A popular Rotorua tourist attraction has been largely taken over by a Māori mega trust for a whopping $15 million.
Tamaki Māori Village, which has been in business for three decades, has been bought by Tahara No 2 Trust, which both parties say could help grow the Māori economy.
Tamaki Tours founder Mike Tamaki sold most of the business to what is known as an Ahu Whenua trust.
BERL economist Ganesh Nana explained, "They're not related to Treaty settlements. They predate them quite considerably and some of them have grown to be very large indeed".
Tauhara No 2 Trust, worth $568 million, owns a geothermal power station near Taupo and has farming interests.
Tauhara No 2 Trust's Ngahi Bidois said, "A lot of people see the Māori economy as a sleeping giant, but for people like us, we've been away for a long time - we've just been operating where people don't see us".
Similar mega trusts are starting to rival powerful iwi like Ngāi Tahu and Tainui.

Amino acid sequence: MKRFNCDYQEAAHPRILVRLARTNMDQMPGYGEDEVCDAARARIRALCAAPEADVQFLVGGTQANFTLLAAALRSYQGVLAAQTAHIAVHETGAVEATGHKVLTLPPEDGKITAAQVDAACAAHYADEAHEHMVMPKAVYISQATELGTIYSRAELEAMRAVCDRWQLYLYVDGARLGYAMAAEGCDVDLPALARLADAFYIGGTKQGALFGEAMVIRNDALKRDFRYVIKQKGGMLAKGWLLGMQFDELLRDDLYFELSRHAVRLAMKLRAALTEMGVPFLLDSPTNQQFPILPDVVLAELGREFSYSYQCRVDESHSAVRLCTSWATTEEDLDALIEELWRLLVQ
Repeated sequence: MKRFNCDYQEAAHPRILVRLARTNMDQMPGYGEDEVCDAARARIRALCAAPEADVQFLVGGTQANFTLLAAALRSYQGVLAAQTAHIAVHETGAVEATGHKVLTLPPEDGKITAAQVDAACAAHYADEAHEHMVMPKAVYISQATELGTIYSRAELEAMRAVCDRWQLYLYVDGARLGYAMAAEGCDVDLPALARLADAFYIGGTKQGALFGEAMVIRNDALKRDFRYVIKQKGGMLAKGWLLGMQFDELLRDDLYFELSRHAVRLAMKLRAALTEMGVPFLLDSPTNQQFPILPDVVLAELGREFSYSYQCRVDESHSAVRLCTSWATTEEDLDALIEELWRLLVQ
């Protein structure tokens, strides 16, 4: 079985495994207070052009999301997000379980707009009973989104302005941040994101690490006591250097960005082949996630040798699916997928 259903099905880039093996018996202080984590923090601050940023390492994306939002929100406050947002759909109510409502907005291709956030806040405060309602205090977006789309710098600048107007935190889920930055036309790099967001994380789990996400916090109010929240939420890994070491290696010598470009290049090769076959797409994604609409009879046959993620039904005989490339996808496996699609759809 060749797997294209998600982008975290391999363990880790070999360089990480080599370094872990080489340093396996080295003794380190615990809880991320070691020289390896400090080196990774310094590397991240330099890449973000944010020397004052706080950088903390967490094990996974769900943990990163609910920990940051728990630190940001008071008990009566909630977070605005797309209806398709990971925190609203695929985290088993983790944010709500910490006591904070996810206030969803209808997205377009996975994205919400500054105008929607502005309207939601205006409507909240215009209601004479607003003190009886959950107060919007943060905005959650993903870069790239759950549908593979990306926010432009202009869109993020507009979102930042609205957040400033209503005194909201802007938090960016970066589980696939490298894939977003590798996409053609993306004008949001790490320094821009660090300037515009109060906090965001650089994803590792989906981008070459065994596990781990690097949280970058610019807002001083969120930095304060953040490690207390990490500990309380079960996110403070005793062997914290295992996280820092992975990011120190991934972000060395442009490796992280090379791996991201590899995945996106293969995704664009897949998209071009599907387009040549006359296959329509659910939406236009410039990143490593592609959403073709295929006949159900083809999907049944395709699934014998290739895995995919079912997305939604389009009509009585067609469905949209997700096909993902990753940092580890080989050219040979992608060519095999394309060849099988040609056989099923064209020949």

Around $2 billion is invested each year into the $50 billion dollar Māori economy, but the partners here say that indigenous businesses need to be more aggressively supporting each other to see real growth and cashflow.
"It's not just Māori, it's indigenous people around the world where, unfortunately, they don't see progressive benefits in investing in their own. They'd rather look and say, 'We can do that', and go into competition," Mr Tamaki said.
However, Mr Nana added, "There is a lot of Māori businesses - while not financially investing in other businesses - are definitely helping and assisting, even if it's just through the transmission of governance and management".
Mr Bidois said the trust is "not in this for one year, three years, five years - we're in this for 100 years".